ReSET is a social enterprise incubator that has returned to in-person events for its 2022 Impact Accelerator program, which lasts three months and includes 11 socially-conscious startups, ranging from a Hartford-based publishing service (Lauren Simone Publishing) to a natural body care company (Ital Creations).

ReSET’s Venture Showcase event, which will take place June 23 at the Connecticut Science Center, will allow entrepreneurs to share their updated business plans and vision for growth in front of investors and other business stakeholders.

“The goal here is to really make sure these folks are walking away with a lot of great new connections, networks and some financing,” said Sarah Bodley, reSET’s executive director. “We’re actually able to distribute $15,000 in cash prizes this year to [our 2022] cohort, … and the goal here is that this is kind of launching them into their next phase of growth.”

Sarah Bodley

The Impact Accelerator operates out of reSET’s Park Street coworking space. Since its 2007 founding, 143 businesses have participated in the program.

Bodley said the coworking space saw a dip in memberships during the pandemic, but the numbers have gone back up recently. All of reSET’s private offices are currently occupied with between 30 to 40 active members, she said.

“I think folks are itching to get out of their homes, but not necessarily go back to the office so coworking is an interesting alternative to a coffee shop or a library,” Bodley said.

Striking a balance

Launc[H], a business and entrepreneur support group, announced in April that it’s partnering with Silicon Valley-based accelerator Plug and Play Health to work with five startups to evolve and grow their businesses.

Launc[H] Director Michelle Cote said that prior to March 2020, her organization focused on bringing startups to the city for in-person programming, but when travel shut down everything changed.

“The pandemic had a huge impact,” Cote said. “Even if they had a small outpost here in Hartford, through any of the facilities that cater to early-stage companies, having a physical presence in the city became really difficult to maintain.”

Michelle Cote

Now, the organization has a mix of in-person and online programming. In early May, Launc[H] partnered with InsurTech Hartford to bring 48 companies to the city for a symposium. Cote said the current accelerator with Plug and Play Health is online, so companies can continue to work virtually from home.

Out of the five startups, only one is based in Connecticut — Stamford’s NourishedRx, a digital health company that uses artificial intelligence to match members with personalized meal and grocery offerings.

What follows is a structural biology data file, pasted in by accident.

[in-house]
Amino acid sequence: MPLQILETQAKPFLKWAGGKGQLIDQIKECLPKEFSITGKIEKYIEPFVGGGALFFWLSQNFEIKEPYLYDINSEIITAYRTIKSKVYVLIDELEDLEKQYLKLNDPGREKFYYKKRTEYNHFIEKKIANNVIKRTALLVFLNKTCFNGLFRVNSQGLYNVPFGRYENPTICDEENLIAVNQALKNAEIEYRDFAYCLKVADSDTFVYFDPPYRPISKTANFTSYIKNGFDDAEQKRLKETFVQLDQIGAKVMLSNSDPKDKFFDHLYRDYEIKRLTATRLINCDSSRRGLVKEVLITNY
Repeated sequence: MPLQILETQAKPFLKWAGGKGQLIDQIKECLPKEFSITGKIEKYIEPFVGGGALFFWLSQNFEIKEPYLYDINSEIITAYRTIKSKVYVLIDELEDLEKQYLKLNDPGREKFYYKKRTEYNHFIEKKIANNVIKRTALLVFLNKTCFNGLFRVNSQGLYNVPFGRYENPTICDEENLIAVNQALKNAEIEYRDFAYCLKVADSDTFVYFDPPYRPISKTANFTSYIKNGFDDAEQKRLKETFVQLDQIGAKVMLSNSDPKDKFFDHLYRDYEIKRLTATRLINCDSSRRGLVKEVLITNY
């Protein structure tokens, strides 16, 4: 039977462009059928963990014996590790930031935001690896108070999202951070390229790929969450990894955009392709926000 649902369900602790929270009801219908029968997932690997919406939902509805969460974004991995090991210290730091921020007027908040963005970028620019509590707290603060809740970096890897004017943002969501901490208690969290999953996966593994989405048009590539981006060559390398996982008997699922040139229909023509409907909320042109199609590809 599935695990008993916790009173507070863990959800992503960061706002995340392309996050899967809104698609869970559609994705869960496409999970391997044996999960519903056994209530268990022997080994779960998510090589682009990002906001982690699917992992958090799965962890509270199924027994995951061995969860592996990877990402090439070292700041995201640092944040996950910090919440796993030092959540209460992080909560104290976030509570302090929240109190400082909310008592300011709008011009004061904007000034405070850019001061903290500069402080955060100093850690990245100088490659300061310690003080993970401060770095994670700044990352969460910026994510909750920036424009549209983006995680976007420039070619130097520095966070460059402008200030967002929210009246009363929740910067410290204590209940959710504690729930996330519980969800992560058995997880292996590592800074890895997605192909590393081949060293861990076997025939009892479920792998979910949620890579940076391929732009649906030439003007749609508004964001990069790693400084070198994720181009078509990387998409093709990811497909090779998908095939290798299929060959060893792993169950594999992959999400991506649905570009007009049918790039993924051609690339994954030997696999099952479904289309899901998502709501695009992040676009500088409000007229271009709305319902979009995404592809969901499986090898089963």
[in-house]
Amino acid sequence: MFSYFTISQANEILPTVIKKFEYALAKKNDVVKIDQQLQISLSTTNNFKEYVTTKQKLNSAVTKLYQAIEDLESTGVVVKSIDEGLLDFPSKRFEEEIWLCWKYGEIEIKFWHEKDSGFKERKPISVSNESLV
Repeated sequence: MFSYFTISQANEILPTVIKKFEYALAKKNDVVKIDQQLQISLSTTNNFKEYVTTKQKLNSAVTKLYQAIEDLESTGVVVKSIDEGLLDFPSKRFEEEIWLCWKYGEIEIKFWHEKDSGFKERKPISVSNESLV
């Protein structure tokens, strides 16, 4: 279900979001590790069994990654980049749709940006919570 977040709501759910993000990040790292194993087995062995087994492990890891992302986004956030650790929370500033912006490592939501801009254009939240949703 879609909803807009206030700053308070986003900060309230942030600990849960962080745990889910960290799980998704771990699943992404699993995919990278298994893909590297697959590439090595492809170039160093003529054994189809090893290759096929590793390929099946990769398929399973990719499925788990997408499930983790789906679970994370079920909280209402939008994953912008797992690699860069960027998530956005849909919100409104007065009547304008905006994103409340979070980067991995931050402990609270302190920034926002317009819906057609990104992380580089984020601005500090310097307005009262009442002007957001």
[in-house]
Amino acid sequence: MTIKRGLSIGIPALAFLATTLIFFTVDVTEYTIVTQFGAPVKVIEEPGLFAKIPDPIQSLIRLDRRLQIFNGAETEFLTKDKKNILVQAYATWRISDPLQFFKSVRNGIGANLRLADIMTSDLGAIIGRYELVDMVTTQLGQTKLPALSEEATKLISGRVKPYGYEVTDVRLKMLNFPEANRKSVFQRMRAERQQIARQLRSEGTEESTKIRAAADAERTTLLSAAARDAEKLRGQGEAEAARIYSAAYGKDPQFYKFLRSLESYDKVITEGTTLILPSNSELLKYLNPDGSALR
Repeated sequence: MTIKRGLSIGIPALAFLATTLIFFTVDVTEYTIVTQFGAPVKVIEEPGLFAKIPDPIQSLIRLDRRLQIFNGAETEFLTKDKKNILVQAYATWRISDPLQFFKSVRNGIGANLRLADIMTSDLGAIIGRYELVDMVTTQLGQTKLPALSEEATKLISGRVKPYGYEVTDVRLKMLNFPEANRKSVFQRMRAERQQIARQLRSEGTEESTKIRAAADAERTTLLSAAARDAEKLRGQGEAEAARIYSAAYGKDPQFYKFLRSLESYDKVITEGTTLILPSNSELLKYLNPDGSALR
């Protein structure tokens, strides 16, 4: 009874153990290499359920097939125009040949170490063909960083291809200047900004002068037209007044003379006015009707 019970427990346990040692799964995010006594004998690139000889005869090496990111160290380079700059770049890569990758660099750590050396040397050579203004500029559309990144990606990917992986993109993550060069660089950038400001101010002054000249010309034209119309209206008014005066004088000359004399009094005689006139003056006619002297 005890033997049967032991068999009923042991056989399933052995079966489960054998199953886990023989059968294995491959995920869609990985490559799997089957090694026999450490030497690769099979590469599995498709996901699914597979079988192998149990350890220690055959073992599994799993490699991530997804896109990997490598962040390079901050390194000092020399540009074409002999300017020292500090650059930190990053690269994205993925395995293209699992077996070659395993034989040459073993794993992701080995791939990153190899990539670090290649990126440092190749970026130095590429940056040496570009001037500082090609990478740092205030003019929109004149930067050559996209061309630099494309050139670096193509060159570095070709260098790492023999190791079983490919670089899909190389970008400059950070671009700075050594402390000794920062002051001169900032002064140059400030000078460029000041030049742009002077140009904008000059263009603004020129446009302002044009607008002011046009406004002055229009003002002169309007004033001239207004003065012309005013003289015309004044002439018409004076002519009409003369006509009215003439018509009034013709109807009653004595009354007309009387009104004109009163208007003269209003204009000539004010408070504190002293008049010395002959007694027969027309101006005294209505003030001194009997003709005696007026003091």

Cote said programs like the Plug and Play collaboration strike a balance between supporting startups while also helping build Hartford’s brand as a hub of entrepreneurship and innovation. Hartford-based organizations — including Hartford HealthCare and Trinity College — will offer feedback to participating startups and show them what opportunities the city has to offer as they grow their business.

“We’re working on some opportunities for them to come physically spend time in the city and think of growth strategies that would include a meaningful presence in Hartford,” Cote said.

International reach

In May, The Bridge Healing Arts Center in Farmington hosted its first Well4Tech Bootcamp for startups, and CEO Yisroel Rabinowitz said he hopes to turn the program into a regular event.

Or Haviv, a partner and head of global ventures at Arieli Capital, which was a partner in The Bridge Healing Arts Center’s recent Well4Tech Bootcamp accelerator.

The Bridge announced in May it was collaborating with Arieli Capital, a U.S. and Israeli holding and investment company, to launch the international Well4Tech Bootcamp for technology startups in the physical therapy and mental health fields. Rabinowitz said Arieli has held similar bootcamps in Israel and Italy but this was its first collaboration in America.

“Heath and wellness has become such a huge market, especially as we’re coming out of COVID, so we wanted to try and attract technology startups in those fields,” said Rabinowitz, who has also been an active investor in Hartford real estate and is CEO of development firm Universal Enterprise. He purchased The Bridge building at 304 Main St. in 2015 for $1.4 million.

Six companies from Europe, Israel and the U.S. participated in meetings with investors and industry leaders that culminated in a May 26 pitch event. Companies had investment opportunities during the bootcamp, and were offered office space for up to one year as part of the program.

Alexandra Dantzig, co-founder of fitness software company JET SWEAT, came from Manhattan to participate in the bootcamp.

“It was really great to be a part of this pitch day because we’re in our first fundraising round now, so we’re excited to get some expansion capital to scale the business,” Dantzig said.